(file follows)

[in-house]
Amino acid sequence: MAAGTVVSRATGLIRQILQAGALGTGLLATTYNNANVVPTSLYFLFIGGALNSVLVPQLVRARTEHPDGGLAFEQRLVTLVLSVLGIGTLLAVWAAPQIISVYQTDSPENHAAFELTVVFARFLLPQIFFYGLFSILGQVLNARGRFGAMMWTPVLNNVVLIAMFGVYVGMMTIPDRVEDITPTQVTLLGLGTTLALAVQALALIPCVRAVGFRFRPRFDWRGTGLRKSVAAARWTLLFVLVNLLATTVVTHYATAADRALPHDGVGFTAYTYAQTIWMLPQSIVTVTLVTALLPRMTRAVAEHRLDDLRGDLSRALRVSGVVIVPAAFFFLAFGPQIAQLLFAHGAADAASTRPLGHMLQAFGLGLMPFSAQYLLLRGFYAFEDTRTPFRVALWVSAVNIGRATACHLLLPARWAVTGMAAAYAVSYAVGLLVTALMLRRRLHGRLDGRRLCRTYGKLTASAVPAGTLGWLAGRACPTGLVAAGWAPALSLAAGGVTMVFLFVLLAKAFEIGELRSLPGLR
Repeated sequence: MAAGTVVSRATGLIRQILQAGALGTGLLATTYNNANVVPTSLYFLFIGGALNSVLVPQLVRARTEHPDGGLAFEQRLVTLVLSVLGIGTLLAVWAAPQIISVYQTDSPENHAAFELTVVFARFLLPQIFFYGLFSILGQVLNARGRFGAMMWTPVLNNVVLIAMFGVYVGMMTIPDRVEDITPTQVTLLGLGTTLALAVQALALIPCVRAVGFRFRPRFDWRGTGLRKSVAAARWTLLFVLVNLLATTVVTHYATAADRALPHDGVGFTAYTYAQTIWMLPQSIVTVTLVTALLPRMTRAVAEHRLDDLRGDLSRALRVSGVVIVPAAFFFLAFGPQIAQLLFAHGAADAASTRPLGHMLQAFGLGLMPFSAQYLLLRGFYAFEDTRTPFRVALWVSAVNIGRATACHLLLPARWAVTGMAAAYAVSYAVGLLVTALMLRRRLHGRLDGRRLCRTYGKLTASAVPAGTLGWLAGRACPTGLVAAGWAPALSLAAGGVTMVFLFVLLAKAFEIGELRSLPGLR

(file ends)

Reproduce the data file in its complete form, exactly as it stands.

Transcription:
[in-house]
Amino acid sequence: MAAGTVVSRATGLIRQILQAGALGTGLLATTYNNANVVPTSLYFLFIGGALNSVLVPQLVRARTEHPDGGLAFEQRLVTLVLSVLGIGTLLAVWAAPQIISVYQTDSPENHAAFELTVVFARFLLPQIFFYGLFSILGQVLNARGRFGAMMWTPVLNNVVLIAMFGVYVGMMTIPDRVEDITPTQVTLLGLGTTLALAVQALALIPCVRAVGFRFRPRFDWRGTGLRKSVAAARWTLLFVLVNLLATTVVTHYATAADRALPHDGVGFTAYTYAQTIWMLPQSIVTVTLVTALLPRMTRAVAEHRLDDLRGDLSRALRVSGVVIVPAAFFFLAFGPQIAQLLFAHGAADAASTRPLGHMLQAFGLGLMPFSAQYLLLRGFYAFEDTRTPFRVALWVSAVNIGRATACHLLLPARWAVTGMAAAYAVSYAVGLLVTALMLRRRLHGRLDGRRLCRTYGKLTASAVPAGTLGWLAGRACPTGLVAAGWAPALSLAAGGVTMVFLFVLLAKAFEIGELRSLPGLR
Repeated sequence: MAAGTVVSRATGLIRQILQAGALGTGLLATTYNNANVVPTSLYFLFIGGALNSVLVPQLVRARTEHPDGGLAFEQRLVTLVLSVLGIGTLLAVWAAPQIISVYQTDSPENHAAFELTVVFARFLLPQIFFYGLFSILGQVLNARGRFGAMMWTPVLNNVVLIAMFGVYVGMMTIPDRVEDITPTQVTLLGLGTTLALAVQALALIPCVRAVGFRFRPRFDWRGTGLRKSVAAARWTLLFVLVNLLATTVVTHYATAADRALPHDGVGFTAYTYAQTIWMLPQSIVTVTLVTALLPRMTRAVAEHRLDDLRGDLSRALRVSGVVIVPAAFFFLAFGPQIAQLLFAHGAADAASTRPLGHMLQAFGLGLMPFSAQYLLLRGFYAFEDTRTPFRVALWVSAVNIGRATACHLLLPARWAVTGMAAAYAVSYAVGLLVTALMLRRRLHGRLDGRRLCRTYGKLTASAVPAGTLGWLAGRACPTGLVAAGWAPALSLAAGGVTMVFLFVLLAKAFEIGELRSLPGLR